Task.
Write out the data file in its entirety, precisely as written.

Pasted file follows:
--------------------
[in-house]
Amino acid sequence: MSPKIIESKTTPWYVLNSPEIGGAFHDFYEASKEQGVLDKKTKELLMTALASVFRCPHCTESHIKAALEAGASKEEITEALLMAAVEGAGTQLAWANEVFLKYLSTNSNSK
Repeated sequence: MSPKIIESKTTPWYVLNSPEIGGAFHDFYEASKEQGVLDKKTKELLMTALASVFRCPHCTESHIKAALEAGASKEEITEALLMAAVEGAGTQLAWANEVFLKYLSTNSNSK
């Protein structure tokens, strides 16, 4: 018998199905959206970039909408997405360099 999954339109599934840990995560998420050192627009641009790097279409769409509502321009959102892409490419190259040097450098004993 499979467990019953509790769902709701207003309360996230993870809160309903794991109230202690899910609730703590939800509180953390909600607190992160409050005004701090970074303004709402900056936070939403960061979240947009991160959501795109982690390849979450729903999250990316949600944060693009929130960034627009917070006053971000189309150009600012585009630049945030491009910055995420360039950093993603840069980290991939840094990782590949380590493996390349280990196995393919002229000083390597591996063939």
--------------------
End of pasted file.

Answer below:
[in-house]
Amino acid sequence: MSPKIIESKTTPWYVLNSPEIGGAFHDFYEASKEQGVLDKKTKELLMTALASVFRCPHCTESHIKAALEAGASKEEITEALLMAAVEGAGTQLAWANEVFLKYLSTNSNSK
Repeated sequence: MSPKIIESKTTPWYVLNSPEIGGAFHDFYEASKEQGVLDKKTKELLMTALASVFRCPHCTESHIKAALEAGASKEEITEALLMAAVEGAGTQLAWANEVFLKYLSTNSNSK
């Protein structure tokens, strides 16, 4: 018998199905959206970039909408997405360099 999954339109599934840990995560998420050192627009641009790097279409769409509502321009959102892409490419190259040097450098004993 499979467990019953509790769902709701207003309360996230993870809160309903794991109230202690899910609730703590939800509180953390909600607190992160409050005004701090970074303004709402900056936070939403960061979240947009991160959501795109982690390849979450729903999250990316949600944060693009929130960034627009917070006053971000189309150009600012585009630049945030491009910055995420360039950093993603840069980290991939840094990782590949380590493996390349280990196995393919002229000083390597591996063939």